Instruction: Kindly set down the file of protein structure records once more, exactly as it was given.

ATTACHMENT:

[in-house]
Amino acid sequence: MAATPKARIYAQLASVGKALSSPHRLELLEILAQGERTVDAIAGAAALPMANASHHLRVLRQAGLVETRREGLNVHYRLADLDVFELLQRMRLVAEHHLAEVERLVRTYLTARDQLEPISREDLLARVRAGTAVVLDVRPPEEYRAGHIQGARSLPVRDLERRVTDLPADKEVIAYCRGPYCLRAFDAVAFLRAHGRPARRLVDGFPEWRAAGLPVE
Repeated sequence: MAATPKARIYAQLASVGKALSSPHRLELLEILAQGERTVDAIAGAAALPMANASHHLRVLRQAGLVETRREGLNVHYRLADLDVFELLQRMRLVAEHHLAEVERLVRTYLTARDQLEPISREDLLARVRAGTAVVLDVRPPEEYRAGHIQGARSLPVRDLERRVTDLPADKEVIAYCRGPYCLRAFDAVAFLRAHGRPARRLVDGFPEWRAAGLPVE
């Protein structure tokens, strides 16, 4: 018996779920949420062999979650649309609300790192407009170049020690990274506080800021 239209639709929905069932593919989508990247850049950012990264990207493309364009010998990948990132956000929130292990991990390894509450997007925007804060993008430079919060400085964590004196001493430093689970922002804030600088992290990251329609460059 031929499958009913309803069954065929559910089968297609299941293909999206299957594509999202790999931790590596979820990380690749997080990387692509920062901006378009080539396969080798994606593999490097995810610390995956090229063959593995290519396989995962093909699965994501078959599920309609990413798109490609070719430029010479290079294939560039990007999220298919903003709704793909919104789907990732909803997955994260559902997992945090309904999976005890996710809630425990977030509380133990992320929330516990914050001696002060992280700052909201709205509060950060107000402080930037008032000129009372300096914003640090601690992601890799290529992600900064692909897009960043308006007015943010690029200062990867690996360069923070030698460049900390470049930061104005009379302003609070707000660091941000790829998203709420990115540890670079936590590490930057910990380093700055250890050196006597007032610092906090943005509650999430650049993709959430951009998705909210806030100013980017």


[in-house]
Amino acid sequence: MAATPKARIYAQLASVGKALSSPHRLELLEILAQGERTVDAIAGAAALPMANASHHLRVLRQAGLVETRREGLNVHYRLADLDVFELLQRMRLVAEHHLAEVERLVRTYLTARDQLEPISREDLLARVRAGTAVVLDVRPPEEYRAGHIQGARSLPVRDLERRVTDLPADKEVIAYCRGPYCLRAFDAVAFLRAHGRPARRLVDGFPEWRAAGLPVE
Repeated sequence: MAATPKARIYAQLASVGKALSSPHRLELLEILAQGERTVDAIAGAAALPMANASHHLRVLRQAGLVETRREGLNVHYRLADLDVFELLQRMRLVAEHHLAEVERLVRTYLTARDQLEPISREDLLARVRAGTAVVLDVRPPEEYRAGHIQGARSLPVRDLERRVTDLPADKEVIAYCRGPYCLRAFDAVAFLRAHGRPARRLVDGFPEWRAAGLPVE
């Protein structure tokens, strides 16, 4: 018996779920949420062999979650649309609300790192407009170049020690990274506080800021 239209639709929905069932593919989508990247850049950012990264990207493309364009010998990948990132956000929130292990991990390894509450997007925007804060993008430079919060400085964590004196001493430093689970922002804030600088992290990251329609460059 031929499958009913309803069954065929559910089968297609299941293909999206299957594509999202790999931790590596979820990380690749997080990387692509920062901006378009080539396969080798994606593999490097995810610390995956090229063959593995290519396989995962093909699965994501078959599920309609990413798109490609070719430029010479290079294939560039990007999220298919903003709704793909919104789907990732909803997955994260559902997992945090309904999976005890996710809630425990977030509380133990992320929330516990914050001696002060992280700052909201709205509060950060107000402080930037008032000129009372300096914003640090601690992601890799290529992600900064692909897009960043308006007015943010690029200062990867690996360069923070030698460049900390470049930061104005009379302003609070707000660091941000790829998203709420990115540890670079936590590490930057910990380093700055250890050196006597007032610092906090943005509650999430650049993709959430951009998705909210806030100013980017």